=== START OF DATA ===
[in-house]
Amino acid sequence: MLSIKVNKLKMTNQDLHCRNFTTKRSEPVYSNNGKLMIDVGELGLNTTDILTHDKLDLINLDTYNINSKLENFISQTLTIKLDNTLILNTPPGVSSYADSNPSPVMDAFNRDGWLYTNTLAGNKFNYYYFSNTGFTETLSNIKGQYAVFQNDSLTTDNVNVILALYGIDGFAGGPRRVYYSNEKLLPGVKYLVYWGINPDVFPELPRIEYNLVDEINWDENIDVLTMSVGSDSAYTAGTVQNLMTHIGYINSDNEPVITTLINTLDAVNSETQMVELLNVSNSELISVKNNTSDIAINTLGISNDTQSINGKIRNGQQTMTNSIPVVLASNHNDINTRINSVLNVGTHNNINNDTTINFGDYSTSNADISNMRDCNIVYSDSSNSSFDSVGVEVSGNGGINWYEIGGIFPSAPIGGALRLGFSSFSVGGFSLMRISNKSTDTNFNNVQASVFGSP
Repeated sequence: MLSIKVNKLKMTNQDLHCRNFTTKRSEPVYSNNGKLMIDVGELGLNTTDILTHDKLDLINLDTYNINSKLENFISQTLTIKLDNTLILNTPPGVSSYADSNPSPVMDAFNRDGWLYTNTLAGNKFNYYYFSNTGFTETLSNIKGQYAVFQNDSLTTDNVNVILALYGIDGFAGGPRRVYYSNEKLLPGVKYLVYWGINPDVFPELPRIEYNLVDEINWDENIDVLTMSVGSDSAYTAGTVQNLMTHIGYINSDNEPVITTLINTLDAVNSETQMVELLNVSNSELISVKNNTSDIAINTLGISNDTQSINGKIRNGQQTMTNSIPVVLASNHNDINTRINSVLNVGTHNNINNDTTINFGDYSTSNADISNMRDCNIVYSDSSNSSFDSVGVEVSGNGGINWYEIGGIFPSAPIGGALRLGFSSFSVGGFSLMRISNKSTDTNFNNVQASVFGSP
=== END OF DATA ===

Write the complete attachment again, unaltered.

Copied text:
[in-house]
Amino acid sequence: MLSIKVNKLKMTNQDLHCRNFTTKRSEPVYSNNGKLMIDVGELGLNTTDILTHDKLDLINLDTYNINSKLENFISQTLTIKLDNTLILNTPPGVSSYADSNPSPVMDAFNRDGWLYTNTLAGNKFNYYYFSNTGFTETLSNIKGQYAVFQNDSLTTDNVNVILALYGIDGFAGGPRRVYYSNEKLLPGVKYLVYWGINPDVFPELPRIEYNLVDEINWDENIDVLTMSVGSDSAYTAGTVQNLMTHIGYINSDNEPVITTLINTLDAVNSETQMVELLNVSNSELISVKNNTSDIAINTLGISNDTQSINGKIRNGQQTMTNSIPVVLASNHNDINTRINSVLNVGTHNNINNDTTINFGDYSTSNADISNMRDCNIVYSDSSNSSFDSVGVEVSGNGGINWYEIGGIFPSAPIGGALRLGFSSFSVGGFSLMRISNKSTDTNFNNVQASVFGSP
Repeated sequence: MLSIKVNKLKMTNQDLHCRNFTTKRSEPVYSNNGKLMIDVGELGLNTTDILTHDKLDLINLDTYNINSKLENFISQTLTIKLDNTLILNTPPGVSSYADSNPSPVMDAFNRDGWLYTNTLAGNKFNYYYFSNTGFTETLSNIKGQYAVFQNDSLTTDNVNVILALYGIDGFAGGPRRVYYSNEKLLPGVKYLVYWGINPDVFPELPRIEYNLVDEINWDENIDVLTMSVGSDSAYTAGTVQNLMTHIGYINSDNEPVITTLINTLDAVNSETQMVELLNVSNSELISVKNNTSDIAINTLGISNDTQSINGKIRNGQQTMTNSIPVVLASNHNDINTRINSVLNVGTHNNINNDTTINFGDYSTSNADISNMRDCNIVYSDSSNSSFDSVGVEVSGNGGINWYEIGGIFPSAPIGGALRLGFSSFSVGGFSLMRISNKSTDTNFNNVQASVFGSP